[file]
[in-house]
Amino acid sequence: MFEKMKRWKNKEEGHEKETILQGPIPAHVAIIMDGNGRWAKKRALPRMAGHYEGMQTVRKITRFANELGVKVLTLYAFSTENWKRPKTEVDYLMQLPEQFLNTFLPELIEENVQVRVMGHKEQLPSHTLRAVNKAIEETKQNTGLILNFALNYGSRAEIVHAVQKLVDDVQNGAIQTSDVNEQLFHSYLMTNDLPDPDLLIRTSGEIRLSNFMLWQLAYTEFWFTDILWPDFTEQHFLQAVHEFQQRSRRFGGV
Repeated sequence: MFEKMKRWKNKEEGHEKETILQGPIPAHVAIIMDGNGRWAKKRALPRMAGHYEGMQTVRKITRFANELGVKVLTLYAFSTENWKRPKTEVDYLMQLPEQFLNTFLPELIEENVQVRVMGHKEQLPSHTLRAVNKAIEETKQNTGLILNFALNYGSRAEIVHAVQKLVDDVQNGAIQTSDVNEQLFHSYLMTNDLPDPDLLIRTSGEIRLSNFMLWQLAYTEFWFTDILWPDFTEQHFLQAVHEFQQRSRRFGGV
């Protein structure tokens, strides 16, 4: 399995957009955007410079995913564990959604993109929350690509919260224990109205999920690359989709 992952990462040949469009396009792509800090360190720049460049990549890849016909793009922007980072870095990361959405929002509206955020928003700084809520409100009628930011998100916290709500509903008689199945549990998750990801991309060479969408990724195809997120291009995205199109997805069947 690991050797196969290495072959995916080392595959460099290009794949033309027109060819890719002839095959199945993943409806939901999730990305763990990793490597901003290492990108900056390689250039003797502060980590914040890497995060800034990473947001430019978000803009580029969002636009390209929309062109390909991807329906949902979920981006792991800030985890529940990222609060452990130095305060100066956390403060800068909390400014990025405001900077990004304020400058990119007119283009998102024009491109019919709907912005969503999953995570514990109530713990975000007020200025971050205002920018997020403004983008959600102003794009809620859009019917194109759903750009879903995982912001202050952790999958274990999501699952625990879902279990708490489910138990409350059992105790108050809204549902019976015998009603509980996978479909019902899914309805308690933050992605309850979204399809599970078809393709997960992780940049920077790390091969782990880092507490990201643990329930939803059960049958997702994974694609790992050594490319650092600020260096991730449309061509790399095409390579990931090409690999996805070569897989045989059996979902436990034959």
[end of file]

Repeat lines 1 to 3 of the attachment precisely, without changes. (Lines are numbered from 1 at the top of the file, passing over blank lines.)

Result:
[in-house]
Amino acid sequence: MFEKMKRWKNKEEGHEKETILQGPIPAHVAIIMDGNGRWAKKRALPRMAGHYEGMQTVRKITRFANELGVKVLTLYAFSTENWKRPKTEVDYLMQLPEQFLNTFLPELIEENVQVRVMGHKEQLPSHTLRAVNKAIEETKQNTGLILNFALNYGSRAEIVHAVQKLVDDVQNGAIQTSDVNEQLFHSYLMTNDLPDPDLLIRTSGEIRLSNFMLWQLAYTEFWFTDILWPDFTEQHFLQAVHEFQQRSRRFGGV
Repeated sequence: MFEKMKRWKNKEEGHEKETILQGPIPAHVAIIMDGNGRWAKKRALPRMAGHYEGMQTVRKITRFANELGVKVLTLYAFSTENWKRPKTEVDYLMQLPEQFLNTFLPELIEENVQVRVMGHKEQLPSHTLRAVNKAIEETKQNTGLILNFALNYGSRAEIVHAVQKLVDDVQNGAIQTSDVNEQLFHSYLMTNDLPDPDLLIRTSGEIRLSNFMLWQLAYTEFWFTDILWPDFTEQHFLQAVHEFQQRSRRFGGV